Struggling Against the Light—I think this is a theme that people don’t often see in the movies, even though it’s present. The context of when the original movie was released is very important. It was a very grim time in American history, where a more mythical story grated against cynical narratives. Characters are often good people that want to do good things, but find excuses for being “reasonable” and avoiding heroics. This is less about redemption, because the character doesn’t start off doing evil things, but about embracing higher motives and finding . . . well, hope.

  • Han tells himself he’s only in it for the money, when he actually care about others (Solo/original trilogy)

  • Asajj Ventriss sees herself as a failure with no other options after her master dies (The Clone Wars)

  • Ben Solo thinks that the darkness that calls to him means he cannot be a good person (sequel trilogy)

  • Cassian Andor tries to assassinate Jyn’s father “for the greater good” (Rogue One)

  • Luke wants to stay on Tatooine even though he’s expressed that he wants to leave to his aunt and uncle (original trilogy)

  • Anakin is continually told that his love and concern for others is a bad thing (original trilogy)

Masters/Apprentices/Parents/Children—These are all tied together, because despite different words, they are the same theme. The Jedi Master and Padawan are a parental unit, and the Sith Master and Apprentice are as well. The parents and their relationship to their parents, and how this resolves over time as the children become adults is always a theme.

  • Maul’s relationship to Mother Talzin and Sidious (The Clone Wars)

  • Ezra’s relationship to both Hera and Kanan, as well as the legacy of his biological parents (Rebels)

  • Asajj Ventriss’ search for family from her master, to the Nightsisters, to Dooku (The Clone Wars)

  • The desire for parents in Rey (sequel trilogy)

  • Luke’s relationship to Uncle and Aunt Beru, and his desire to redeem his father (original trilogy)

  • The Mandalorian’s biological parents and his rescue by the Mandalorians at their death (The Mandalorian)

  • C-3PO’s creation by Anakin (prequel trilogy)

  • BB-8’s relationship to Poe (sequel trilogy)

Cycles—The universe always moves in circles. The same things happen to different generations. There may be different details, but the key elements repeat. This isn’t about the futility of action in the present, but about learning from the past. The exact same thing shouldn’t keep happening, but elements of the past should echo forward and inform the future. Nothing is new, and the past is a resource.

  • The Sith and the Jedi have recurring practices that govern their actions (all media)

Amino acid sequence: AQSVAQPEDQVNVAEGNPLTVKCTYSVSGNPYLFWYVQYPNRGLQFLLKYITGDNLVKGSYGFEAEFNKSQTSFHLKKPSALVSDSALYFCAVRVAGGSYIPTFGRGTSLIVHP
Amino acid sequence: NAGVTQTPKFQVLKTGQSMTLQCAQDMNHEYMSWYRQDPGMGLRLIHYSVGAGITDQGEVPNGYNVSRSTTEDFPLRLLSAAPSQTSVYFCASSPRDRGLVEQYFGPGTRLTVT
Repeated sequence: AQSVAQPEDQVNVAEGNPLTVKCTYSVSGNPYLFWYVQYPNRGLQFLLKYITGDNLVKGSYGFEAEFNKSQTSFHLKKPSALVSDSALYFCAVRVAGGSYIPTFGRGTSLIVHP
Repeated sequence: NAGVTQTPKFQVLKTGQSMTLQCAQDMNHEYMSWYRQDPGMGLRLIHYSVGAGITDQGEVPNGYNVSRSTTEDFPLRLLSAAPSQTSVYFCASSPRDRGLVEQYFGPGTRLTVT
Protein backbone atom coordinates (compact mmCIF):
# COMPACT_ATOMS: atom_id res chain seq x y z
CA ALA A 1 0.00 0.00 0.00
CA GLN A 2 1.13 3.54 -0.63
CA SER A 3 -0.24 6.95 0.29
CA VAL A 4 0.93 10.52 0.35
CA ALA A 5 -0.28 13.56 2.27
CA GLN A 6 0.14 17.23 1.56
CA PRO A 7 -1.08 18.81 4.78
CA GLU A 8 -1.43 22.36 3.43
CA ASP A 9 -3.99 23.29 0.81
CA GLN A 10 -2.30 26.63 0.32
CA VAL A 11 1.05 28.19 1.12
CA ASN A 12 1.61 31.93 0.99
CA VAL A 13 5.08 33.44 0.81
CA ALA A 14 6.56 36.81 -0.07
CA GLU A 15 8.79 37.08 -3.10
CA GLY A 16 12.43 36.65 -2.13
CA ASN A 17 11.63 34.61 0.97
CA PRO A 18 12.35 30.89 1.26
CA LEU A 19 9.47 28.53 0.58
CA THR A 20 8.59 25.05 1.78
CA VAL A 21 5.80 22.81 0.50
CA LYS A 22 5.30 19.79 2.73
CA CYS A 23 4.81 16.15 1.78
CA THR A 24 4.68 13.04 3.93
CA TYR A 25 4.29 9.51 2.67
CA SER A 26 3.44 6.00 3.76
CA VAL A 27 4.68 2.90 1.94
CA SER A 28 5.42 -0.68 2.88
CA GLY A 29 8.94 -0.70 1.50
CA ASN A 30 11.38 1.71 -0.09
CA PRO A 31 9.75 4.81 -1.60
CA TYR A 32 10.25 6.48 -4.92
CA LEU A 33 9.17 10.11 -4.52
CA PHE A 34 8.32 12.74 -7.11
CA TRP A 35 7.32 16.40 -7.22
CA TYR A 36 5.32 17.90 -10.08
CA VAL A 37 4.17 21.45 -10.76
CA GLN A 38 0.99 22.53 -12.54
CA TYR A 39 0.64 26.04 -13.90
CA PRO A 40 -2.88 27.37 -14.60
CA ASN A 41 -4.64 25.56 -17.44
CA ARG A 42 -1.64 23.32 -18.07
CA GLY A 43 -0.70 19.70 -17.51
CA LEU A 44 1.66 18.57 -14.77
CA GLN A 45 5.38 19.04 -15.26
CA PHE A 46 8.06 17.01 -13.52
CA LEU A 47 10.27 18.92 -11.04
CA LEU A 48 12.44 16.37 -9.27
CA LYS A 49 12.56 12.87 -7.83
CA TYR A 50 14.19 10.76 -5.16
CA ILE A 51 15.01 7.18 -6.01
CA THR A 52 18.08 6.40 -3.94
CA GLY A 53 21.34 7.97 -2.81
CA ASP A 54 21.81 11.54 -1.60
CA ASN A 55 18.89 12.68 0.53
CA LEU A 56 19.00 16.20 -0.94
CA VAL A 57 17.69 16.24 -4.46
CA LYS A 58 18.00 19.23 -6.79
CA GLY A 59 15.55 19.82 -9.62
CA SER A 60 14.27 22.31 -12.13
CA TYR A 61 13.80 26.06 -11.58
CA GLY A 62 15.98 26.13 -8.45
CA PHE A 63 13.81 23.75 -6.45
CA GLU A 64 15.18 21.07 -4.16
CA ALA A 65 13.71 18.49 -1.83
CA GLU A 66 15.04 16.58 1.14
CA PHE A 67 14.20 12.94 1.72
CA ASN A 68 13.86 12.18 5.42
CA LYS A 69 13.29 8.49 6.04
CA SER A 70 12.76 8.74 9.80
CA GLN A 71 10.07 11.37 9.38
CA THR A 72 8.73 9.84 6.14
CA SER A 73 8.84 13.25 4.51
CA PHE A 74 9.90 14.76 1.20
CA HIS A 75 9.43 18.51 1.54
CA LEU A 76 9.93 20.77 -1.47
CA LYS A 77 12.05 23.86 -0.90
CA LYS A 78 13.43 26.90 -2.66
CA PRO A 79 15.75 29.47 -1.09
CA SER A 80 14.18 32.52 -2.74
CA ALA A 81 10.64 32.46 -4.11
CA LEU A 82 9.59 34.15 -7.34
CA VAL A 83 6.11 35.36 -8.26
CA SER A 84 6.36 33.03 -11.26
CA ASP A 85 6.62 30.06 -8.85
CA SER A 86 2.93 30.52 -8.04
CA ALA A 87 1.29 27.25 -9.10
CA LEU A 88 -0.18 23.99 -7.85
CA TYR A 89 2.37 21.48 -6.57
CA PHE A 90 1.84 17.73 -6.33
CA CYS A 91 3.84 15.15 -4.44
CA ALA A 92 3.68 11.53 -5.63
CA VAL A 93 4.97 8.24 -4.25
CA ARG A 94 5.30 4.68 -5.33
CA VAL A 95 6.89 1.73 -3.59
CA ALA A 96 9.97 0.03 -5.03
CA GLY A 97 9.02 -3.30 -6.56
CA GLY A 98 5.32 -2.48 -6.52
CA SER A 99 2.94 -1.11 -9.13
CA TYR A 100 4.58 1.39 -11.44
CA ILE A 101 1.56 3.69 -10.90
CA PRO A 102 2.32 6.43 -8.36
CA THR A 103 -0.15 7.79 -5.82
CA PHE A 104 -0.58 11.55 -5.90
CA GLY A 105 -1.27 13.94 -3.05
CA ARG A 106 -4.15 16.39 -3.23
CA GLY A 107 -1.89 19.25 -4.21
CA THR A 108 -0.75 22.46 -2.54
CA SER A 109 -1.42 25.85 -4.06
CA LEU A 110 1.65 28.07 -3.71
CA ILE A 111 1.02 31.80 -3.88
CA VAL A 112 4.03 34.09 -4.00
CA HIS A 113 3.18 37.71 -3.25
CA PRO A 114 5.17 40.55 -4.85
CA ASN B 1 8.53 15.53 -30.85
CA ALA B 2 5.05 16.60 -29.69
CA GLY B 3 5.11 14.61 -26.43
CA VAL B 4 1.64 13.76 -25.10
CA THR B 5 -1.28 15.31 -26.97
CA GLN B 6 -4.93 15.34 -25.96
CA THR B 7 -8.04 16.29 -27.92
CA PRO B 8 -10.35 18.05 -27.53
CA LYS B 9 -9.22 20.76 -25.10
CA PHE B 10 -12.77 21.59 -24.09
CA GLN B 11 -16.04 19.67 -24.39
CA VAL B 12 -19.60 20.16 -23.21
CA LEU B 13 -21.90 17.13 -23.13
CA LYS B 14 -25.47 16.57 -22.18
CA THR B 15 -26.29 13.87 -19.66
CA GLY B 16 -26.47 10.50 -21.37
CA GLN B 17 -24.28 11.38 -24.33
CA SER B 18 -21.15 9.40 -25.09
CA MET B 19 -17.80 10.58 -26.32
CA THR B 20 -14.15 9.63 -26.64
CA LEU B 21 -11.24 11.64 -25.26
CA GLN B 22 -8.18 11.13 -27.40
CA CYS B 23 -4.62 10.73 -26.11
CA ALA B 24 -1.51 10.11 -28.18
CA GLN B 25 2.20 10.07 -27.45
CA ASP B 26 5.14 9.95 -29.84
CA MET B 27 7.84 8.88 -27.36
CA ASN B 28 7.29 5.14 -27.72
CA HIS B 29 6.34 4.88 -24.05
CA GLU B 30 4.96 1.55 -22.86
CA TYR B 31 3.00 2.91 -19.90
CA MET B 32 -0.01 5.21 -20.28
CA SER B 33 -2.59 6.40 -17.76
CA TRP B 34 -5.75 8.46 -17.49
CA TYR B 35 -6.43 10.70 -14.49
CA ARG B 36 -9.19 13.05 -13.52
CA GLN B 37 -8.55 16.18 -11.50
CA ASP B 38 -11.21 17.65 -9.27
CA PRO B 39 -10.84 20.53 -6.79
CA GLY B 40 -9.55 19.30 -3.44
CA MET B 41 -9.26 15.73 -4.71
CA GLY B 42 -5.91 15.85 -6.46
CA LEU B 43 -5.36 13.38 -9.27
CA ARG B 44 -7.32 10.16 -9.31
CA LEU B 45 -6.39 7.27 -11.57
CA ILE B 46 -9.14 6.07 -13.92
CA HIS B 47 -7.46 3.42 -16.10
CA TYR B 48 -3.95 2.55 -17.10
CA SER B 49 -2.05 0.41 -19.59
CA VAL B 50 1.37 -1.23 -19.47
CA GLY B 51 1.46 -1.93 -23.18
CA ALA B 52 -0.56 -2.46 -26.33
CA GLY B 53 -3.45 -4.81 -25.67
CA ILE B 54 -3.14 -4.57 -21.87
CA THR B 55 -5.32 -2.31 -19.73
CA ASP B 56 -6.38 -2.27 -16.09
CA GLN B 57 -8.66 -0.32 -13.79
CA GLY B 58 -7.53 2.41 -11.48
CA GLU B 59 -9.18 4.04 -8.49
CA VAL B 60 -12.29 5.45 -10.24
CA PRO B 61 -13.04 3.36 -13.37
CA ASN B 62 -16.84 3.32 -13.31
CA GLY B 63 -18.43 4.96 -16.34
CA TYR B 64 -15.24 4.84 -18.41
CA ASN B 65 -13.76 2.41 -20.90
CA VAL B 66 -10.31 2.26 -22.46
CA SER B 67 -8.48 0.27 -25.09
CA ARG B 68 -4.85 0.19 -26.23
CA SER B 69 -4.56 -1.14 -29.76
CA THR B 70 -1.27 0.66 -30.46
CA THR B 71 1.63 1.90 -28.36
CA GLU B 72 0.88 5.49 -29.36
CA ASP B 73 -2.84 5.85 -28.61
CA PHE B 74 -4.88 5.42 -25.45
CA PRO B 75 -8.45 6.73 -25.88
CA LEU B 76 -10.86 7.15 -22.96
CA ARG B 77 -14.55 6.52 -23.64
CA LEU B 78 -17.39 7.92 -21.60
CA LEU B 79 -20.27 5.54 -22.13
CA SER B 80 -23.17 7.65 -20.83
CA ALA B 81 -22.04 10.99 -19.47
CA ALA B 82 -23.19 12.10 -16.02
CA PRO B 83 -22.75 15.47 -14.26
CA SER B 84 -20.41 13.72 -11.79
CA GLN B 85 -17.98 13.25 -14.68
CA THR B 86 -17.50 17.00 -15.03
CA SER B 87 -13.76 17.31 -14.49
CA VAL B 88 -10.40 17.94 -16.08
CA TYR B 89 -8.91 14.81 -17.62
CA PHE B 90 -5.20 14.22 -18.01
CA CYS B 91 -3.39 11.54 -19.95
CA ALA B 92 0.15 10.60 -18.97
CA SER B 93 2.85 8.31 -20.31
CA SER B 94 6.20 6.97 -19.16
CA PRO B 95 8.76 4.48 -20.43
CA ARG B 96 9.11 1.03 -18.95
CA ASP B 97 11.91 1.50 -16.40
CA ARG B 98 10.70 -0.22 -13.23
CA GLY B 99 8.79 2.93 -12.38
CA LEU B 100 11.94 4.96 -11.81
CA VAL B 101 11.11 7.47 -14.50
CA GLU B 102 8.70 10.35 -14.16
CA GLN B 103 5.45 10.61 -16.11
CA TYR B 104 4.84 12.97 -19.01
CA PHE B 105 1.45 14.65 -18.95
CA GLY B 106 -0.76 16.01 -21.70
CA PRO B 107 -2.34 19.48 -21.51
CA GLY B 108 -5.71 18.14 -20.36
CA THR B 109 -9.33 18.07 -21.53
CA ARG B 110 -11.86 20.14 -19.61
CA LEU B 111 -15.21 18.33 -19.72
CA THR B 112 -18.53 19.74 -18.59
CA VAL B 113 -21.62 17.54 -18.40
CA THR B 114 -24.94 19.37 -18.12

• The Sith appear to be defeated, but return (original trilogy)

  • The Mandalorians rise as a warrior culture, are broken, and rise again (The Clone Wars, The Mandalorian)

  • The Old Republic Becomes the Empire, and the First Order grows from the remnants (all media)

Now, a bit of meta-commentary

The Rise of Skywalker didn’t work for me because the circle was too tight. The repetition of themes didn’t use the theme to say something new, within the same theme. It said the exact same thing, but louder. Papalpatine’s legacy wasn’t passed on, it was literally Palpatine. Ben’s confrontation with his father was almost exactly the same as in The Force Awakens, he just did the opposite this time and was redeemed. Rey just had to show up to be the representative light side user so Palpatine could be defeated. The movie tried to hit EVERY theme, all at once, without much to say about any of those themes.

Additionally, I think you can make the argument that for all of the philosophy of hope and trying to be something more and better than you are today, the commercialism surrounding Star Wars has always been that bit of the Dark Side to taint it. At times, its present, but the good outweighs the bad. At other times, there has to be a movie every year, and its primary purpose is to be a recognizable name divorced of its meaning. That doesn’t mean the light isn’t still there. There is still good in it, I can feel it.

Star Wars is a very special thing, and sometimes it’s hard to touch exactly what that special thing is. We can see the shape of it, but we can’t measure or quantify it. Just like knowing someone’s midi-chlorian count doesn’t tell us the whole story of what they will become. It is hard with the crude tools of materialism to relate what Star Wars does best, because in the end, luminous beings are we, not this crude matter.